1. When citing Scrum values and practices, you could be challenged because “talking about ‘by the book’ things” and “because theory is different from reality”. The latter was surprising enough for me to hear.
  2. When proposing changes and explaining the rationale behind them, you could experience more dialectical challenge than interest.
  3. You could be pointed to many articles about “why scrum doesn’t work”, “the real way to be agile without scrum”, “the downsides of agile in companies like ours”, “how ‘Famous Company X’ succeded removing retrospectives or POs or daily standups or whatever”.

All this stop signals could make you have a hard time.

What I experienced actually is the need for the Scrum Master to invest a strong effort in gaining credibility before being able to contribute effectively on non-minor topics.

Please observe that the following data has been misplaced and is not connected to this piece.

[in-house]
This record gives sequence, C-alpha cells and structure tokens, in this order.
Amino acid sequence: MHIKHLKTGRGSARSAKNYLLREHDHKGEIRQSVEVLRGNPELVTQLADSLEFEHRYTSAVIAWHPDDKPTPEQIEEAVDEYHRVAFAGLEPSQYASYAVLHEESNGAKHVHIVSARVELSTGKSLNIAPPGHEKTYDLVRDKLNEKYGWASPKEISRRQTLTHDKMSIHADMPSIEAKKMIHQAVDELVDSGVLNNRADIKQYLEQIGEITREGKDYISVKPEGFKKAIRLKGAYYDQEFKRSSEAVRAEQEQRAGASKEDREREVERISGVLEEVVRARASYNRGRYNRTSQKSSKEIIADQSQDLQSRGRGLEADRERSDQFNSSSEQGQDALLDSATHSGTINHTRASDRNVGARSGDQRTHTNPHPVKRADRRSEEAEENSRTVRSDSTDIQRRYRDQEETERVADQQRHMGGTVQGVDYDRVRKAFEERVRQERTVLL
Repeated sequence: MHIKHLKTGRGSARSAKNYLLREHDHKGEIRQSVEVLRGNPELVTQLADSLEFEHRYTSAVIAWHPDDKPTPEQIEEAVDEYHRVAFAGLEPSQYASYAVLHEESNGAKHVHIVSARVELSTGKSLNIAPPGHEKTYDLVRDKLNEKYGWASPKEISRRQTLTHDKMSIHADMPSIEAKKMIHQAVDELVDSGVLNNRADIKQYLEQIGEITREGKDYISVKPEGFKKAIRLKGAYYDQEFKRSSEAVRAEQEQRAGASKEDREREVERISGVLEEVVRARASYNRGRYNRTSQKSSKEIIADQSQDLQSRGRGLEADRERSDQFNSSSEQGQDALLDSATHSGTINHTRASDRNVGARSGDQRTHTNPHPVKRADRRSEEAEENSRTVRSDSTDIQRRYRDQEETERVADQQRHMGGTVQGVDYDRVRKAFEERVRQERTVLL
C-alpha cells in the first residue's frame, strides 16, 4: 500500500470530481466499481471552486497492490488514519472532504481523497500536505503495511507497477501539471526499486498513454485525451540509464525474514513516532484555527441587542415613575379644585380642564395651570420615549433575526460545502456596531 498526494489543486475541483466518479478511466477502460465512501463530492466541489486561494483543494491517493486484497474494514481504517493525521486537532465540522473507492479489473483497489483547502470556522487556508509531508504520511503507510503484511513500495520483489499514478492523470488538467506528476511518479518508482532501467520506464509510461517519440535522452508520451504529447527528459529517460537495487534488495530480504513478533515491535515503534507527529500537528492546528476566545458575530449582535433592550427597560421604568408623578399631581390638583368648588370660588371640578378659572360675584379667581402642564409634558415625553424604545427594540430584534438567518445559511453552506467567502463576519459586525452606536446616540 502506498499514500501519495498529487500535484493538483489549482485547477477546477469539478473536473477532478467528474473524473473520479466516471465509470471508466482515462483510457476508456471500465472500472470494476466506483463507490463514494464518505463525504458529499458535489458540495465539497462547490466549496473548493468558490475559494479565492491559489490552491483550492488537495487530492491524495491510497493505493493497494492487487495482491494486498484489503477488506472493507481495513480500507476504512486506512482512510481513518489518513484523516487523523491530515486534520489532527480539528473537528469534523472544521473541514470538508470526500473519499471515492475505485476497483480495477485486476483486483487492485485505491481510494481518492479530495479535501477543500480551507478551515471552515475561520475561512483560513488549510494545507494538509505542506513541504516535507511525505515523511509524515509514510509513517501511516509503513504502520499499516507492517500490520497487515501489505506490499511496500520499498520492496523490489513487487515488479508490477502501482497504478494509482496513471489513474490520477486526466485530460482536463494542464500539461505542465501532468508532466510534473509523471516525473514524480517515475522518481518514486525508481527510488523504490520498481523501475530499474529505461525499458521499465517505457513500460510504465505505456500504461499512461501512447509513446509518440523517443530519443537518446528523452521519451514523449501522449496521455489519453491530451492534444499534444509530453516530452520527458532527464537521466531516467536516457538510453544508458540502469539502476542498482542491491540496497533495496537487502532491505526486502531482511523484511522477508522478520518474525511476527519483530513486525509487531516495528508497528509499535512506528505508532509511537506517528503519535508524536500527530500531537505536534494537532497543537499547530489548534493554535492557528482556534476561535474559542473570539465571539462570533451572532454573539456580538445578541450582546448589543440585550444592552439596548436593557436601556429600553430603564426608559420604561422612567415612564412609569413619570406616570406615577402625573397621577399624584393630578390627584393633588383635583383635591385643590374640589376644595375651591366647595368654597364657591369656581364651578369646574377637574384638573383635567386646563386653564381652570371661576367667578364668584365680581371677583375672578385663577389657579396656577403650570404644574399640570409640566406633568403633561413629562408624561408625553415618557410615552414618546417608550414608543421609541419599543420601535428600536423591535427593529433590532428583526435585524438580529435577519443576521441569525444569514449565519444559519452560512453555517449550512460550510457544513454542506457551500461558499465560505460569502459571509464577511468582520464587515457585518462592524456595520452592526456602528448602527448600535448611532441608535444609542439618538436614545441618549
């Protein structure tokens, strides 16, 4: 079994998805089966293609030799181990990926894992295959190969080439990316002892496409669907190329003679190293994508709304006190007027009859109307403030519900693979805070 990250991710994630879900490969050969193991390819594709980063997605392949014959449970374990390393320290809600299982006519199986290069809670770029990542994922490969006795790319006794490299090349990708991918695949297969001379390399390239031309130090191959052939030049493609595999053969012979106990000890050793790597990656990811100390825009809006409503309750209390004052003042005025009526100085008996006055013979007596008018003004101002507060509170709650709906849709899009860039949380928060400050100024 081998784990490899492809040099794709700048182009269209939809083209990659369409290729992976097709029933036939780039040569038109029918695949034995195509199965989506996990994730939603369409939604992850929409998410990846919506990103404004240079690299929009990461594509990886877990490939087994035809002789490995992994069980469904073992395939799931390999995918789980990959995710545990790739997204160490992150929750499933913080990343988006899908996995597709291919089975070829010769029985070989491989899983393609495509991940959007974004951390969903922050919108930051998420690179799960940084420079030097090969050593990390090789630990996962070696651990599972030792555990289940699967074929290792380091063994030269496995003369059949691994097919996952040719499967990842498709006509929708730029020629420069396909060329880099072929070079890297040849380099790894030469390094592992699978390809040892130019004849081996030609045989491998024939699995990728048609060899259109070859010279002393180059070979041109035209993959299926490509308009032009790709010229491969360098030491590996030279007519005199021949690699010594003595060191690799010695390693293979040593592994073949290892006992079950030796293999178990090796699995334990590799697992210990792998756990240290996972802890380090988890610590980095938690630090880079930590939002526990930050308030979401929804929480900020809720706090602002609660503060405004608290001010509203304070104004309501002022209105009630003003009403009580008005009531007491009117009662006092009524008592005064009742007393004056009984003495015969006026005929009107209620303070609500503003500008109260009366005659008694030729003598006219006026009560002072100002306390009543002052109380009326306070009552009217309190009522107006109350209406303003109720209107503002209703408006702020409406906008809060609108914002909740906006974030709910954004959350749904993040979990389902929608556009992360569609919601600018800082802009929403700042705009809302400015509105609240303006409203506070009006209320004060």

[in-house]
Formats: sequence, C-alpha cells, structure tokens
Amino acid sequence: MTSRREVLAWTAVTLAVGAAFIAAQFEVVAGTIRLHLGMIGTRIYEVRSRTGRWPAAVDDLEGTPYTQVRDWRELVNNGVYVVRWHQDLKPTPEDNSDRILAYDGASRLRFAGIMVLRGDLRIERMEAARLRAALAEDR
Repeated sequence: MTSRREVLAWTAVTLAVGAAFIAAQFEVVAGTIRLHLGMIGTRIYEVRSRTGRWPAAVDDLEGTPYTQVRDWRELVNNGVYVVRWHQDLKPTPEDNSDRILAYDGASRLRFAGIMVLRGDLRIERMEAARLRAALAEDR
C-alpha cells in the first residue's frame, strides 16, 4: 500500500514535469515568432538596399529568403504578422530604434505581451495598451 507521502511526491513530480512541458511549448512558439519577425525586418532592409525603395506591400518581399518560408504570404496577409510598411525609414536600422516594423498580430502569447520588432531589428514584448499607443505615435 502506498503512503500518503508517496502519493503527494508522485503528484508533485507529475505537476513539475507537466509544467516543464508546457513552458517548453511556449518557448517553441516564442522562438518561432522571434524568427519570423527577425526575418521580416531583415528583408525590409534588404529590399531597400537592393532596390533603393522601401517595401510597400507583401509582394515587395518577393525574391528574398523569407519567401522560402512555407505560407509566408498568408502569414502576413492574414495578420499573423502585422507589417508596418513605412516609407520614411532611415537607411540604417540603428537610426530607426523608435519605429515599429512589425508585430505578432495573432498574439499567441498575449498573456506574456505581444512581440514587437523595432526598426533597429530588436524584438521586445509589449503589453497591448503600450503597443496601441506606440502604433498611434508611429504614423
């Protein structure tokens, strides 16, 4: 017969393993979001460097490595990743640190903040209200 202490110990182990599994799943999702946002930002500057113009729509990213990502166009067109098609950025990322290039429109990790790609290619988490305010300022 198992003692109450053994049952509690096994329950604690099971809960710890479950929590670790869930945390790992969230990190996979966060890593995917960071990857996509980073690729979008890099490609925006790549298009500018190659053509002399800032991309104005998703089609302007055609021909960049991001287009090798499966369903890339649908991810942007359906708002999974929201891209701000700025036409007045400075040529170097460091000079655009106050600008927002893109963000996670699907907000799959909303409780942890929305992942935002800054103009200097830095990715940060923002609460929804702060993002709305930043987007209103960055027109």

Much time and many things must happen before colleagues really trust what the scrum master says about sensitive aspects of company life and organization.

Ok then. Why were you talking about vaccines?

Trying to understand what was going on I realized that, more often than not, resistance comes together with lack of formal education about scrum, comes from persons who did not read scrum guide or any other book about scrum. I realized how much a previous experience with Agile or in following an agile community of peers would have helped building a different bias.

In this I saw resemblance to the ‘no-vaccines’ behavior. Let me explain how:

No-Vaccines seen from the outside

What many people consider odd about “no-vaccines” reasoning is the fact that many people on that party are not domain specialists and seem to base their knowledge on web or mass-media information only.